New Zealand Pinot
Amid the current craze for Pinot Noir, wine enthusiasts spend a lot of time comparing the Pinots of Burgundy (the arguable benchmark) against those from California's Central Coast (the scene of Sideways), other California growing regions and intriguing Oregon.
Kim Crawford, also known for its luscious, fruity "unwooded" Chardonnay and a straight-ahead Sauvignon Blanc, presents an easy-drinking, well-balanced Pinot Noir in this 2003 edition, which is tightly secured - like an increasing number of New Zealand wines - under a sturdy, high-tech metal screwcap that ensures you won't get a cork-tainted wine.
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Kim Crawford 2001 Anderson Vineyard Marlborough Pinot Noir ($13.99)
This is a dark reddish-purple wine, clear in the glass but short of transparent. Good cherry and red-berry aromas with subtle spice are varietally correct. Juicy red fruit and snappy acidity are nicely balanced on the palate, with medium-bodied, velvety texture that says "Pinot." Consistent with other New Zealand Pinots I've tried, it's hard to pin down stylistically: More subtle than the stereotypically California Pinot but more fruit-forward than benchmark Burgundy, it may fall closest to Oregon on the style spectrum. U.S. importer: Philips Hogue, Esparto, Calif. (April 21, 2005)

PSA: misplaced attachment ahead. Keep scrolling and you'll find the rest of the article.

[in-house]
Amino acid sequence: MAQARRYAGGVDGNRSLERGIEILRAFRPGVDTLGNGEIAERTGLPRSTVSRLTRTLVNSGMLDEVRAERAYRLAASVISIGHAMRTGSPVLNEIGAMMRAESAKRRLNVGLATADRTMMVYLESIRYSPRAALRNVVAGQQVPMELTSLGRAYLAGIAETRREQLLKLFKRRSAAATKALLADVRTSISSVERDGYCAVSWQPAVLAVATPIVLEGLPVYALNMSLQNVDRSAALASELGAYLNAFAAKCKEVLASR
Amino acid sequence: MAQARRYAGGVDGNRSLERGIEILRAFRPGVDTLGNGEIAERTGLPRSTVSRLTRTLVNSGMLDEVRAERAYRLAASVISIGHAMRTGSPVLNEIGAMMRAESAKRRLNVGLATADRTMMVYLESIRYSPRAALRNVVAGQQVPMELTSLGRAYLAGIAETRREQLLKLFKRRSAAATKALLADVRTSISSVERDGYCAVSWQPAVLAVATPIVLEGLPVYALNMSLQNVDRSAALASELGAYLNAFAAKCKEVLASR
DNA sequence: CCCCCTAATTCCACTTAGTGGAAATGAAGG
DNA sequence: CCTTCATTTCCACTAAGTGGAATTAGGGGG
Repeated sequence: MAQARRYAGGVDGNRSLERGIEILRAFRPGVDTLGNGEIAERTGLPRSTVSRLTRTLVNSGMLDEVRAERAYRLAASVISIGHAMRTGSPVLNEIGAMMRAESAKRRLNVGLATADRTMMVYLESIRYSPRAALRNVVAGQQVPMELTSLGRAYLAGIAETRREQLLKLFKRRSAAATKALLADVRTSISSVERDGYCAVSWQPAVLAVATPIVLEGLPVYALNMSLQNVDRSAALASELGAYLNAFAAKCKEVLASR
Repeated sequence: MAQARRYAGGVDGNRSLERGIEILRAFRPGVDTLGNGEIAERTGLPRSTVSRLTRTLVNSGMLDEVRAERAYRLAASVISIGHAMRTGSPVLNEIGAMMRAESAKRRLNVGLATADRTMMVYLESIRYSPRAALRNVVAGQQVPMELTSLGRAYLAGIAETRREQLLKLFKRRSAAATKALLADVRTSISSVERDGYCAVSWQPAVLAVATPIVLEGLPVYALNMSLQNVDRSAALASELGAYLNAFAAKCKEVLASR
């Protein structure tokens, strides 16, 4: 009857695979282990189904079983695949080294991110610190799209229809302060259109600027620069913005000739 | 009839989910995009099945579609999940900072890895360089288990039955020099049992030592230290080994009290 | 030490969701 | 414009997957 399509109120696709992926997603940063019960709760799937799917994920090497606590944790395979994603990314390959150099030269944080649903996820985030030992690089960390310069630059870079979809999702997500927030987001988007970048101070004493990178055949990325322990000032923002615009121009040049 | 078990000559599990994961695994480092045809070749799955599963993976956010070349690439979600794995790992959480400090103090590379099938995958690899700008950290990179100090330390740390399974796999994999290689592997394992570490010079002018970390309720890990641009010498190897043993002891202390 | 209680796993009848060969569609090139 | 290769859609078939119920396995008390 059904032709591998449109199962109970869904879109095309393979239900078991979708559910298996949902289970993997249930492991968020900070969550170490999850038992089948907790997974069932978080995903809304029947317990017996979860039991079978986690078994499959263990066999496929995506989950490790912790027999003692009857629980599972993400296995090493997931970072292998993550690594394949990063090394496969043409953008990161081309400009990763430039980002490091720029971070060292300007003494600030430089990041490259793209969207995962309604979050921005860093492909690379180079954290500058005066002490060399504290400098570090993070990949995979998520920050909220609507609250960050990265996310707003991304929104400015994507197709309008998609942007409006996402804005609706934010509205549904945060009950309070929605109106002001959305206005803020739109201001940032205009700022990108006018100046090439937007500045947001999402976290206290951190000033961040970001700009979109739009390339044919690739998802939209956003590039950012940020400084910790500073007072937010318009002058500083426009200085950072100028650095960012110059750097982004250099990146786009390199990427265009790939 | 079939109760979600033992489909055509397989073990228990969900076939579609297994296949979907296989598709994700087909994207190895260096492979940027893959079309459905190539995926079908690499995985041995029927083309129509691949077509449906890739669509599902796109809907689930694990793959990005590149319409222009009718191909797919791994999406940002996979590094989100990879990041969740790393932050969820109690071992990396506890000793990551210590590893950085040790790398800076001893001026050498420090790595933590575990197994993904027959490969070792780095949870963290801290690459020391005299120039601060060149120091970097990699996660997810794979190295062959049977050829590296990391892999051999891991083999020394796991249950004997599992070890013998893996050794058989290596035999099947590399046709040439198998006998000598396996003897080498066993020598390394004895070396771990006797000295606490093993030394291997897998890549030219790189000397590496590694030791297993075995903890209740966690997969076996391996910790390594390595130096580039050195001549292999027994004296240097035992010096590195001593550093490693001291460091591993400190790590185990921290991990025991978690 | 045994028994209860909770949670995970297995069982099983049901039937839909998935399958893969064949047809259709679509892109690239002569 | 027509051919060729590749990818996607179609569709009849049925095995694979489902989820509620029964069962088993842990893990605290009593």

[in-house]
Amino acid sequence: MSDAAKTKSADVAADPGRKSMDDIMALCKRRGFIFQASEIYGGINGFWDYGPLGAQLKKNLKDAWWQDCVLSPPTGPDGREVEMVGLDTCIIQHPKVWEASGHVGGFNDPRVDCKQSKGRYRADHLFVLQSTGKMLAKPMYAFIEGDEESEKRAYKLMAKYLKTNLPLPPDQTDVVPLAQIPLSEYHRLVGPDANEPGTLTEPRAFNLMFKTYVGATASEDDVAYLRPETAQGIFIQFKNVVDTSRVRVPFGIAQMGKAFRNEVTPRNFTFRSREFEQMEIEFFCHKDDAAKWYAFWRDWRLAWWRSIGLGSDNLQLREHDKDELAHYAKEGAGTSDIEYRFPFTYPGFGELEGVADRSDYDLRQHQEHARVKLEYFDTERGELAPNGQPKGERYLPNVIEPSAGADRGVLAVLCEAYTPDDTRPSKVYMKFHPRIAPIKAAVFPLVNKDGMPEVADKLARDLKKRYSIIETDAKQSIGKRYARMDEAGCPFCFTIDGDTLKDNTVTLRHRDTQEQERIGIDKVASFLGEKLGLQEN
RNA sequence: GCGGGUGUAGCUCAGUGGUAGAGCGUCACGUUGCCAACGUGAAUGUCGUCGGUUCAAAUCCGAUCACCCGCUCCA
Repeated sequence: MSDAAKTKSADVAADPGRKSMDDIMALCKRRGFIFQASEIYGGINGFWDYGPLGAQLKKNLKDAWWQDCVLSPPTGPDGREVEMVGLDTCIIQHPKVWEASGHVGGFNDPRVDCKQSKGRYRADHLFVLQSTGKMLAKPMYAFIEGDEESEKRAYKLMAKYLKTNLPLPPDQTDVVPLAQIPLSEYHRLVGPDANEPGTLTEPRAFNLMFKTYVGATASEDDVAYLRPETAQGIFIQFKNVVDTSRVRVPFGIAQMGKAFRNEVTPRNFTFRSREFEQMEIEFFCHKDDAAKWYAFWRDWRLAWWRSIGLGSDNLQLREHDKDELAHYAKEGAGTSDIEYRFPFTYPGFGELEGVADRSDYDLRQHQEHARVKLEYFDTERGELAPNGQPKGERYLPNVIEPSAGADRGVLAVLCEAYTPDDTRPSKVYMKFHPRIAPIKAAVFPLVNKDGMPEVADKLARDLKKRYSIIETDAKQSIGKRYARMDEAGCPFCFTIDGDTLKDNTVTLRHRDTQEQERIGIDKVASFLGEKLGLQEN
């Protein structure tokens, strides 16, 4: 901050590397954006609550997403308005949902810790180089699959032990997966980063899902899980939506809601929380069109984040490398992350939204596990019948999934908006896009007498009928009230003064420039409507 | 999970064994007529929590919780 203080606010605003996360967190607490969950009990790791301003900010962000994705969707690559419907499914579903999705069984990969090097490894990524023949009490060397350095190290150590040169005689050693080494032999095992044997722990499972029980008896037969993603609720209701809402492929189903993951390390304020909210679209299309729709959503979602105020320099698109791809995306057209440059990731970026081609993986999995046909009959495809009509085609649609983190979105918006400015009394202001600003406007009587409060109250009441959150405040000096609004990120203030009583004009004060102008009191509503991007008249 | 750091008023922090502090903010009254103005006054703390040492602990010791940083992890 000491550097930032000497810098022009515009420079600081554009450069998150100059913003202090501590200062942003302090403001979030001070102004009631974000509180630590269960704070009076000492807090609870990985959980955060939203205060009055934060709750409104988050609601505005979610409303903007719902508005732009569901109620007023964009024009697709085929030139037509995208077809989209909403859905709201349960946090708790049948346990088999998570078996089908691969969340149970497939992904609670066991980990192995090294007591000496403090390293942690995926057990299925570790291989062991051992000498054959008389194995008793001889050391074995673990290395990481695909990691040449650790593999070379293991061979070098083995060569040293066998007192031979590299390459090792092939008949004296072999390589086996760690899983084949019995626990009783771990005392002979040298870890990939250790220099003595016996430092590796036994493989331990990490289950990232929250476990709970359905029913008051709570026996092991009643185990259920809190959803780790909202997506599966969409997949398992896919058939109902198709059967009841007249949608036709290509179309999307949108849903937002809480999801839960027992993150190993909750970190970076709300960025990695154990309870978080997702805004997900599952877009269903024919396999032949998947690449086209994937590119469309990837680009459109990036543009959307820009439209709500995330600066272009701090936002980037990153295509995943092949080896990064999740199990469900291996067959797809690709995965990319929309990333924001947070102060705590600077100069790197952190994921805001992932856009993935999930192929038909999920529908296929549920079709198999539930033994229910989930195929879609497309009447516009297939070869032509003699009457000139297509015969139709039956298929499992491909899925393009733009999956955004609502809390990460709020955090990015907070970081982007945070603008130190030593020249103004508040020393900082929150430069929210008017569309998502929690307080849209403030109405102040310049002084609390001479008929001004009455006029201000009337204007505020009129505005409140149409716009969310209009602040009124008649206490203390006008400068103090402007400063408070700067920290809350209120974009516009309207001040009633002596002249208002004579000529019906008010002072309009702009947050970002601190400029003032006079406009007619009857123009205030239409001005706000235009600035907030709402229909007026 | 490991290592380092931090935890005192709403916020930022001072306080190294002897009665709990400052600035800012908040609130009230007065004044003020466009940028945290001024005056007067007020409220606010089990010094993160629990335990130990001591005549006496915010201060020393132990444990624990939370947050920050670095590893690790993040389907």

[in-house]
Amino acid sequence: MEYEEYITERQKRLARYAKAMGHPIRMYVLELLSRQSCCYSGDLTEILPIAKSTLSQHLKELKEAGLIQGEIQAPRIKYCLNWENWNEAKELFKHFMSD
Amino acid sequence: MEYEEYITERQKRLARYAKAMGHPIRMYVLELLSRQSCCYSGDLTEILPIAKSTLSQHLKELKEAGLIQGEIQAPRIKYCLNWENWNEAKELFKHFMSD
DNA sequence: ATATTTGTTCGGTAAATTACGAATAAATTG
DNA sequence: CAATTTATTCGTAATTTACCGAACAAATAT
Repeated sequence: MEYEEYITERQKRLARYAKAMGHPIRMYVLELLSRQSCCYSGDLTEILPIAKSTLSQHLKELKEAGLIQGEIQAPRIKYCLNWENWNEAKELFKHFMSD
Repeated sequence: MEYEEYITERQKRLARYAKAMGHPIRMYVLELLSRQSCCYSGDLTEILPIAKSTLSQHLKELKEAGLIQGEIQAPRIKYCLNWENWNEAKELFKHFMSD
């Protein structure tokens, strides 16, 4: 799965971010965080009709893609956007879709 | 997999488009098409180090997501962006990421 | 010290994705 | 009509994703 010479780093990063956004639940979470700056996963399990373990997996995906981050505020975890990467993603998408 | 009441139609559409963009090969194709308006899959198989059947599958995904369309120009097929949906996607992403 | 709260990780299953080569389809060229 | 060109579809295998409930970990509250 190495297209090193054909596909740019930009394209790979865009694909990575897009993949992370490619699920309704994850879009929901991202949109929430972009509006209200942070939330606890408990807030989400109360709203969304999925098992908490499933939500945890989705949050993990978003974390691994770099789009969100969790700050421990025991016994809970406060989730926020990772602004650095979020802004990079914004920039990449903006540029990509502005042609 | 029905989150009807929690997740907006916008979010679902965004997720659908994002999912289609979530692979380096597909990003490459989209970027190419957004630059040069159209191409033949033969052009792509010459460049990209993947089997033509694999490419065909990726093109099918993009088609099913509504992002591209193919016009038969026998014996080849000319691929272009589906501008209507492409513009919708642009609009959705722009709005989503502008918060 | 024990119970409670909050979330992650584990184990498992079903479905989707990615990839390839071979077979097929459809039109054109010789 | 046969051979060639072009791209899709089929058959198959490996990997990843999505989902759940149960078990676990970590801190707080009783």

FOOD MATCH: Fine with Italian sausages cooked with rapini (broccoli rabe) over creamy polenta.
VALUE: Fine value at this price; it would be difficult to find a California Pinot and probably impossible to buy a Burgundy of similar quality for this low-teens price.
WHEN TO DRINK: Pinot is unpredictable in the cellar; good balance and structure suggest that cellaring might pay off, particularly with its sturdy Stelvin-type metal screwcap to ensure cleanness, but it's ready to drink and enjoyable now.
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All the wine-tasting reports posted here are consumer-oriented. In order to maintain objectivity and avoid conflicts of interest, I purchase all the wines I rate at my own expense in retail stores and accept no samples, gifts or other gratuities from the wine industry.
Friday, April 22, 2005